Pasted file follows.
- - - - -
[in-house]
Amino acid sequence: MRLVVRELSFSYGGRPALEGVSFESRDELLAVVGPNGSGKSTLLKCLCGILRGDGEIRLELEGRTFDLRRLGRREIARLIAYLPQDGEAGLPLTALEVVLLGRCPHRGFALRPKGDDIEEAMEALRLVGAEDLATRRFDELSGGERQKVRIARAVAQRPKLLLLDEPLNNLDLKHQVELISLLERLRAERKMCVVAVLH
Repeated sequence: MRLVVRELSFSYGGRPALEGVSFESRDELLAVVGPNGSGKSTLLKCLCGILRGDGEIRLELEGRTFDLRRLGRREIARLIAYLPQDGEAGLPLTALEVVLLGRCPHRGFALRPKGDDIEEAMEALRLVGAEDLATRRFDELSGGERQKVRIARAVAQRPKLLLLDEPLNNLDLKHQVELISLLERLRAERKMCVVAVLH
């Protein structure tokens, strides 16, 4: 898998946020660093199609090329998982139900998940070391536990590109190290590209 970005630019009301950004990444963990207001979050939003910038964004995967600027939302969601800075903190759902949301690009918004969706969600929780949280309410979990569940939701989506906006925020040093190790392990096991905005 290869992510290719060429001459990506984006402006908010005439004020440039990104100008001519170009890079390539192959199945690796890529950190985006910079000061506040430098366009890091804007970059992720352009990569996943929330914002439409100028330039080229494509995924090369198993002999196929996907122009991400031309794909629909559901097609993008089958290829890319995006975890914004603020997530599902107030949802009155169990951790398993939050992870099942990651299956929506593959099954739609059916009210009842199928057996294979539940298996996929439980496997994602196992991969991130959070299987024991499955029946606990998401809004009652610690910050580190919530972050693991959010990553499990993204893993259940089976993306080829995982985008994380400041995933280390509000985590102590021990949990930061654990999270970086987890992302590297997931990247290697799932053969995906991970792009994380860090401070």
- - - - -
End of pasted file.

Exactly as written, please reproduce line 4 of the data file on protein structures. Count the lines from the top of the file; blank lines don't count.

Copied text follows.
């Protein structure tokens, strides 16, 4: 898998946020660093199609090329998982139900998940070391536990590109190290590209 970005630019009301950004990444963990207001979050939003910038964004995967600027939302969601800075903190759902949301690009918004969706969600929780949280309410979990569940939701989506906006925020040093190790392990096991905005 290869992510290719060429001459990506984006402006908010005439004020440039990104100008001519170009890079390539192959199945690796890529950190985006910079000061506040430098366009890091804007970059992720352009990569996943929330914002439409100028330039080229494509995924090369198993002999196929996907122009991400031309794909629909559901097609993008089958290829890319995006975890914004603020997530599902107030949802009155169990951790398993939050992870099942990651299956929506593959099954739609059916009210009842199928057996294979539940298996996929439980496997994602196992991969991130959070299987024991499955029946606990998401809004009652610690910050580190919530972050693991959010990553499990993204893993259940089976993306080829995982985008994380400041995933280390509000985590102590021990949990930061654990999270970086987890992302590297997931990247290697799932053969995906991970792009994380860090401070």